The Chinese Exclusion Act — and its precursor, the Page Act of 1875 — had a number of knock-on effects that contributed to the cultural emasculation of Asian men. Because the 14th Amendment introduced birthright citizenship, people were terrified that Chinese immigrants who settled down in America would have children and establish toeholds as natural-born citizens. To prevent this — and to keep the laborers who were already here from sending for their families — the laws made it next to impossible for Chinese women to immigrate to the United States under the best of circumstances. It was also incredibly easy to deport Chinese women who were already here; anyone who was seen as being involved in any form of sex work, regardless of circumstances, was subject to immediate deportation. Meanwhile anti-miscegenation laws meant that Chinese and other East Asian men were forbidden from dating or marrying women of other races. As a result, Chinese and Chinese-American men were quite deliberately locked out of relationships or building families.
But that didn’t stop the fear that Asian men were a sexual threat; this belief would continue to cause pain and misery for many, many others. Filipino men in California, for example, were seen as “dangerous”, because of the perception that they were better dancers and lovers than white men. In the Taxi dance halls — where white female employees would dance with male partners for a fee — Filipino men were prized customers because of their skill as dancers and because they didn’t treat the dancers as lesser. This reputation lead to the Watsonville Riots of 1930, as well as laws like the Tydings-McDuffie Act — a repeat of the Chinese Exclusion Act, except directed at Filipinos.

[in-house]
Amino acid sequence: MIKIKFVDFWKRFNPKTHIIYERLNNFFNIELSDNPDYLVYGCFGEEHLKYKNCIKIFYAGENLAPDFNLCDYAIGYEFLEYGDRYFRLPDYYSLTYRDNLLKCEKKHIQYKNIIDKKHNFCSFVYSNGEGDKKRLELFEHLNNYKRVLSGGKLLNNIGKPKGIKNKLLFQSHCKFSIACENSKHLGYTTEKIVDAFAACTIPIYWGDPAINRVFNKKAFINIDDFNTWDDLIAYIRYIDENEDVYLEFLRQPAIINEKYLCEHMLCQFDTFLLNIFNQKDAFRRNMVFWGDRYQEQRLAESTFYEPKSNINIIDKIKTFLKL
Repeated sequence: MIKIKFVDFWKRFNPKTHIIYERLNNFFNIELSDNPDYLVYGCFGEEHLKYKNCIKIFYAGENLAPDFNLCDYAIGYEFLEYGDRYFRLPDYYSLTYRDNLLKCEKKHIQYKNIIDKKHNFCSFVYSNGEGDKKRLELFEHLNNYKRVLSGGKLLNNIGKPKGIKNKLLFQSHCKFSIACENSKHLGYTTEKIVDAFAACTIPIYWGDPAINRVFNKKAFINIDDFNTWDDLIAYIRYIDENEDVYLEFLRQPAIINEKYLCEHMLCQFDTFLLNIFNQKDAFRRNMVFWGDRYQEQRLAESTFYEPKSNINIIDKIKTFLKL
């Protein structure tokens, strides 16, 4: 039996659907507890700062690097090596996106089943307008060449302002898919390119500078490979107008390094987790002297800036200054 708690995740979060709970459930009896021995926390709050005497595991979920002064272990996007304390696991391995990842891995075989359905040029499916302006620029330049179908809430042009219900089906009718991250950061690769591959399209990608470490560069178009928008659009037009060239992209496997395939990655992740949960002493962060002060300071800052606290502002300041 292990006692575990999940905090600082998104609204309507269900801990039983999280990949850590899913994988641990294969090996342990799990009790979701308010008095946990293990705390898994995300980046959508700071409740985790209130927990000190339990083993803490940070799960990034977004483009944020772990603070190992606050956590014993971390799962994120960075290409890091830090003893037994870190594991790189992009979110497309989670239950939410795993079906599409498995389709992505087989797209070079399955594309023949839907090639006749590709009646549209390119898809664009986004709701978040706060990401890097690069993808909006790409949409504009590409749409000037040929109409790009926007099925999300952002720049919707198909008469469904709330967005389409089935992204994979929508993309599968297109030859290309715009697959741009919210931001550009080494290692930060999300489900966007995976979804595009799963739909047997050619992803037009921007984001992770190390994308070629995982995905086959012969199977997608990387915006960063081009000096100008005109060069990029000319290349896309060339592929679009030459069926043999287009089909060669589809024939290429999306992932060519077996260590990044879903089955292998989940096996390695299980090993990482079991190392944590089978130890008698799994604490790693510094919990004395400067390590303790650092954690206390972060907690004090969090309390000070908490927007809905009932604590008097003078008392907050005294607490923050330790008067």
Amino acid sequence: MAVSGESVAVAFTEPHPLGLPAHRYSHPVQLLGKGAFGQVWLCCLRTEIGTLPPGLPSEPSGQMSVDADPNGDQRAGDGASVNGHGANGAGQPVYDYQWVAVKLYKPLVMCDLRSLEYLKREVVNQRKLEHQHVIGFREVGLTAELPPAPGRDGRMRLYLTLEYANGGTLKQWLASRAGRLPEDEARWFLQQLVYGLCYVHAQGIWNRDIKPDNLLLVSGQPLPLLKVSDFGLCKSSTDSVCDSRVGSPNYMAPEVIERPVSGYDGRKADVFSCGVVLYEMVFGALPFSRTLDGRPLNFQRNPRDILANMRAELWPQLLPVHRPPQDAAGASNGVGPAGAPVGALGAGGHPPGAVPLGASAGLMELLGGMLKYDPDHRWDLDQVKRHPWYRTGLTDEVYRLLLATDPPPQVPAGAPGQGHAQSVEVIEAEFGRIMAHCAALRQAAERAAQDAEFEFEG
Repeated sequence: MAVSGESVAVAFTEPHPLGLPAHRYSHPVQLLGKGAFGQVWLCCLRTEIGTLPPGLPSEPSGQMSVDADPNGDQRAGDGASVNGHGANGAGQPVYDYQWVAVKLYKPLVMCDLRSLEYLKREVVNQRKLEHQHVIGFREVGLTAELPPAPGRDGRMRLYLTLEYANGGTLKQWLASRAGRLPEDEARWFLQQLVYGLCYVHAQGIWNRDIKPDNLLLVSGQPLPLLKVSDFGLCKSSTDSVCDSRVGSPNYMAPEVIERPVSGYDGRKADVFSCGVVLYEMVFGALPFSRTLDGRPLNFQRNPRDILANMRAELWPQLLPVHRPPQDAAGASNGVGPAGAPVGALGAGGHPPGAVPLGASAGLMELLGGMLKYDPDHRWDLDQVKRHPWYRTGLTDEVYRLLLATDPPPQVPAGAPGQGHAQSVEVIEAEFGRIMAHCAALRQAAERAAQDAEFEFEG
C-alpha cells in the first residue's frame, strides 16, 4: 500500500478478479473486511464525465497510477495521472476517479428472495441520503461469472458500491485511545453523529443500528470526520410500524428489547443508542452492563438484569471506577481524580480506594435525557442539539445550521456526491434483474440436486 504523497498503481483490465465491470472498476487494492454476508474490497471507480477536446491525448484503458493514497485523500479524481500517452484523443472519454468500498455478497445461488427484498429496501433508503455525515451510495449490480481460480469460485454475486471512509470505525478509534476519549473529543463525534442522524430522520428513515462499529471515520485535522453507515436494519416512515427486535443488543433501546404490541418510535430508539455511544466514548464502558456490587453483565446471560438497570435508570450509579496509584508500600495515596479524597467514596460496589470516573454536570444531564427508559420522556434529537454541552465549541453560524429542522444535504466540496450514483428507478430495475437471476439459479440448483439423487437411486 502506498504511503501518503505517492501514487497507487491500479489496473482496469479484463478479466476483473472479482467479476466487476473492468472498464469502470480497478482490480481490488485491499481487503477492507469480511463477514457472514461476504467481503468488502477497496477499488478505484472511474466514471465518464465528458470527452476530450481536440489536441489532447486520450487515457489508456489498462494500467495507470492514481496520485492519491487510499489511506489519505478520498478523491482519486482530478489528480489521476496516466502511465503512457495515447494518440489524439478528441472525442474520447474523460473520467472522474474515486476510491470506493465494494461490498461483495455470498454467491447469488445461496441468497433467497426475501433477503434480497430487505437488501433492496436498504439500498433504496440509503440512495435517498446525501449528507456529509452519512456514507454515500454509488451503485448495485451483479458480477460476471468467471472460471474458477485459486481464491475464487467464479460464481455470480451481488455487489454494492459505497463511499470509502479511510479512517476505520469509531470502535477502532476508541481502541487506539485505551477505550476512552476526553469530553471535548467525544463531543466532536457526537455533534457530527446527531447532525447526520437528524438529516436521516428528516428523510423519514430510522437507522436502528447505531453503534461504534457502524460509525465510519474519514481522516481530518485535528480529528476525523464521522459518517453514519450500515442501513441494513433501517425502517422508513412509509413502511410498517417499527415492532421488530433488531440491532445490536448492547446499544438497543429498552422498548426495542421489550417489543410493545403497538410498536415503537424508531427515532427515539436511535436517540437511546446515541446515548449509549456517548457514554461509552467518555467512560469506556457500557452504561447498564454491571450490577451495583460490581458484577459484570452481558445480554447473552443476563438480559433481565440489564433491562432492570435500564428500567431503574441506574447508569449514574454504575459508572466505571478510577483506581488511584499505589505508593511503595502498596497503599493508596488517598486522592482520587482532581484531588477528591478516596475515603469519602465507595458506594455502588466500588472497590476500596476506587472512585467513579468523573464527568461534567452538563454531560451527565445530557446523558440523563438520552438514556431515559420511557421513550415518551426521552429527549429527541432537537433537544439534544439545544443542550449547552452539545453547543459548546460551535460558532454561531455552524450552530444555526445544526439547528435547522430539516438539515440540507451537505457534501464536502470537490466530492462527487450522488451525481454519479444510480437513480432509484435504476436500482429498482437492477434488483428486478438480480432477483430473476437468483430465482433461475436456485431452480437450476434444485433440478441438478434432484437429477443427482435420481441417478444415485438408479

The constant propaganda against Asians, and Asian men in particular, played to all the usual hits: the Exotic Predator With a Taste For White Women but also portraying Asian men as weak, foolish and effeminate. Even the “model minority” myth — which was used in part to fracture support between Asian-American and African-American communities — played down the sexuality of Asian men even as it played up traits like intelligence, hard work and the pursuit of educational excellence. It was a very deliberate attempt to neutralize an imagined threat, with a false “menace” that was both an ever-present danger but also too laughable to see as anything other than a nuisance.
This backdrop of hundreds of years of propaganda, racism and xenophobia directly controlled how Asians — and Asian men, in particular — were portrayed in culture. Until the 1960s and 70s, the few Asian heartthrobs like Sessue Hayukawa were restricted to heavily stereotyped Exotic Forbidden Lover roles, if that. Bruce Lee was allowed to be a bad-ass (eventually), but not portrayed as a sexual being. Jet Li’s meteoric rise in American movies was counterbalanced by the fact that he almost never has a love-interest. Hell, the fact that The Walking Dead’s Glen — played by Steven Yeun — is not just a valued ass-kicking survivor of the Zombie Apocalypse but has a long, happy and sexual relationship with Maggie that’s taken as normal is remarkable… and that was in a show that debuted in 2010.
Now I bring all of this up because, honestly, nobody is immune to propaganda or marketing. When you’re exposed to a message over and over again, it’s very, very hard not to take that messaging and internalize it, even when you may recognize intellectually that it isn’t true. I mean, you kinda reference that here, with regards to porn tropes : “where white or Middle Eastern or Latino folks were ‘normal’, Black folks were often there just for the cock”
But when you internalize these messages, especially ones involving your own identity, it can lead to tragedy. In the incel community, South Asian and East Asian men are referred to by various slurs and the idea that women are attracted to them is considered to be the highest insult… even among incels who are themselves of South Asian and East Asian descent. Part of what motivated Elliot Rodger to violence wasn’t just his being an incel, it was self-loathing. Rodger was half Chinese on his mother’s side and saw his Asian heritage as a hideous flaw that kept him from ever finding the love and sex he supposedly deserved.